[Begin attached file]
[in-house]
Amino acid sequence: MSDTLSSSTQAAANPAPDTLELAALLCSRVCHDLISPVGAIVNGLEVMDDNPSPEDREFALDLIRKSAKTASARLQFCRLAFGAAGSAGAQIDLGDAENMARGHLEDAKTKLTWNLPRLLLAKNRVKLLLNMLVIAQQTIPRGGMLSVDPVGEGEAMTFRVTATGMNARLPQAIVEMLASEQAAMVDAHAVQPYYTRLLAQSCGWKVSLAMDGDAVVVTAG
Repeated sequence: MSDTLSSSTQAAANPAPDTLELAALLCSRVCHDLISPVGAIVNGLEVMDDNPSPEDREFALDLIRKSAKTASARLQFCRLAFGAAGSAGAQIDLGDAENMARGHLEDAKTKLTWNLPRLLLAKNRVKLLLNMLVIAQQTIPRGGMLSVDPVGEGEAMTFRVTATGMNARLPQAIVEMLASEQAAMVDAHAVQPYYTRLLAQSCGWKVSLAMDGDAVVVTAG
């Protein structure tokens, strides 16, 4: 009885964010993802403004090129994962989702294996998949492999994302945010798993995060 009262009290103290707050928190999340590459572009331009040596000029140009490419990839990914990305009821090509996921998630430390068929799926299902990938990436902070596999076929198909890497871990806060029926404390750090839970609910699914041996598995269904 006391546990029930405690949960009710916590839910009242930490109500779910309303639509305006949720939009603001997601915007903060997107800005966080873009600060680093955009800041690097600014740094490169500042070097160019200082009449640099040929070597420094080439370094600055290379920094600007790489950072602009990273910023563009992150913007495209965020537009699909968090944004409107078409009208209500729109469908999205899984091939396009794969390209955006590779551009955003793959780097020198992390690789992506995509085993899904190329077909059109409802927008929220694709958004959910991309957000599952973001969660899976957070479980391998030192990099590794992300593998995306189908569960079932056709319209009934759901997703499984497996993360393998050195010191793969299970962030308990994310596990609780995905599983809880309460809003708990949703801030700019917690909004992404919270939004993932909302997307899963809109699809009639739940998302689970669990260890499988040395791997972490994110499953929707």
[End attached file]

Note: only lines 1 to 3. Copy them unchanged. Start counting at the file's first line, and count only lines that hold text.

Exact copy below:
[in-house]
Amino acid sequence: MSDTLSSSTQAAANPAPDTLELAALLCSRVCHDLISPVGAIVNGLEVMDDNPSPEDREFALDLIRKSAKTASARLQFCRLAFGAAGSAGAQIDLGDAENMARGHLEDAKTKLTWNLPRLLLAKNRVKLLLNMLVIAQQTIPRGGMLSVDPVGEGEAMTFRVTATGMNARLPQAIVEMLASEQAAMVDAHAVQPYYTRLLAQSCGWKVSLAMDGDAVVVTAG
Repeated sequence: MSDTLSSSTQAAANPAPDTLELAALLCSRVCHDLISPVGAIVNGLEVMDDNPSPEDREFALDLIRKSAKTASARLQFCRLAFGAAGSAGAQIDLGDAENMARGHLEDAKTKLTWNLPRLLLAKNRVKLLLNMLVIAQQTIPRGGMLSVDPVGEGEAMTFRVTATGMNARLPQAIVEMLASEQAAMVDAHAVQPYYTRLLAQSCGWKVSLAMDGDAVVVTAG